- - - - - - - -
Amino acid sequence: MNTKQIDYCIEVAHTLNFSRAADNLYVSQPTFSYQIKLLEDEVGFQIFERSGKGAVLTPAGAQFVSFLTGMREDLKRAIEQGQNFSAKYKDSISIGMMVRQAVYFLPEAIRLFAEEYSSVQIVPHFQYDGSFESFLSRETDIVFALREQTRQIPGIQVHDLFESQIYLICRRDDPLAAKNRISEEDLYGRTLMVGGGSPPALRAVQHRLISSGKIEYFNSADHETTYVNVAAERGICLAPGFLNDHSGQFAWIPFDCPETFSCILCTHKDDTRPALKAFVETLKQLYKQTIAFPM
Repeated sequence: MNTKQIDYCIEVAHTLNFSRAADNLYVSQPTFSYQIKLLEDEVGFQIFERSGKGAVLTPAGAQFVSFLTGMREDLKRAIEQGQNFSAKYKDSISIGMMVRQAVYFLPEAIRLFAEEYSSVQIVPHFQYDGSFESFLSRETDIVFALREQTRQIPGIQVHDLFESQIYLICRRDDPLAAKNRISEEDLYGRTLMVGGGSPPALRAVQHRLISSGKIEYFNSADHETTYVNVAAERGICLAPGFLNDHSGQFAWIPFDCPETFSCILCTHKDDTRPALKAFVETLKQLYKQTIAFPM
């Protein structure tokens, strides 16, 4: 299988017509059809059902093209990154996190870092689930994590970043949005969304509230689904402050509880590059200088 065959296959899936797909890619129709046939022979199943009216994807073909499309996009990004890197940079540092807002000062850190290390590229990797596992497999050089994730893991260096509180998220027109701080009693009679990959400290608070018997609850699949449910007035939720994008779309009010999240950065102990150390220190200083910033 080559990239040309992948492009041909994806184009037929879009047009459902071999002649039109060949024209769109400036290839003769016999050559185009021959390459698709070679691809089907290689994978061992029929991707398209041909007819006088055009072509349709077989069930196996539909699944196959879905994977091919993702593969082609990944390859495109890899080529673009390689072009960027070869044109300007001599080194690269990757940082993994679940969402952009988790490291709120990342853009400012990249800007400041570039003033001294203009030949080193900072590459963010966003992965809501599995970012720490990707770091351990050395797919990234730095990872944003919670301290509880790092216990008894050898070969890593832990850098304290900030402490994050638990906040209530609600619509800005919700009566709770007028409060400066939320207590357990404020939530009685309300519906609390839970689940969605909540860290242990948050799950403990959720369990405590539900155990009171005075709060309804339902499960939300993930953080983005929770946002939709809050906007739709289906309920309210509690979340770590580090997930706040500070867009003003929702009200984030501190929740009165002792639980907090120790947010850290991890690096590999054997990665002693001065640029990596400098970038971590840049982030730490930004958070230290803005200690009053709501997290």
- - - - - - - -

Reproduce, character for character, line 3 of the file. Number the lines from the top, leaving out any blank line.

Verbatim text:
């Protein structure tokens, strides 16, 4: 299988017509059809059902093209990154996190870092689930994590970043949005969304509230689904402050509880590059200088 065959296959899936797909890619129709046939022979199943009216994807073909499309996009990004890197940079540092807002000062850190290390590229990797596992497999050089994730893991260096509180998220027109701080009693009679990959400290608070018997609850699949449910007035939720994008779309009010999240950065102990150390220190200083910033 080559990239040309992948492009041909994806184009037929879009047009459902071999002649039109060949024209769109400036290839003769016999050559185009021959390459698709070679691809089907290689994978061992029929991707398209041909007819006088055009072509349709077989069930196996539909699944196959879905994977091919993702593969082609990944390859495109890899080529673009390689072009960027070869044109300007001599080194690269990757940082993994679940969402952009988790490291709120990342853009400012990249800007400041570039003033001294203009030949080193900072590459963010966003992965809501599995970012720490990707770091351990050395797919990234730095990872944003919670301290509880790092216990008894050898070969890593832990850098304290900030402490994050638990906040209530609600619509800005919700009566709770007028409060400066939320207590357990404020939530009685309300519906609390839970689940969605909540860290242990948050799950403990959720369990405590539900155990009171005075709060309804339902499960939300993930953080983005929770946002939709809050906007739709289906309920309210509690979340770590580090997930706040500070867009003003929702009200984030501190929740009165002792639980907090120790947010850290991890690096590999054997990665002693001065640029990596400098970038971590840049982030730490930004958070230290803005200690009053709501997290």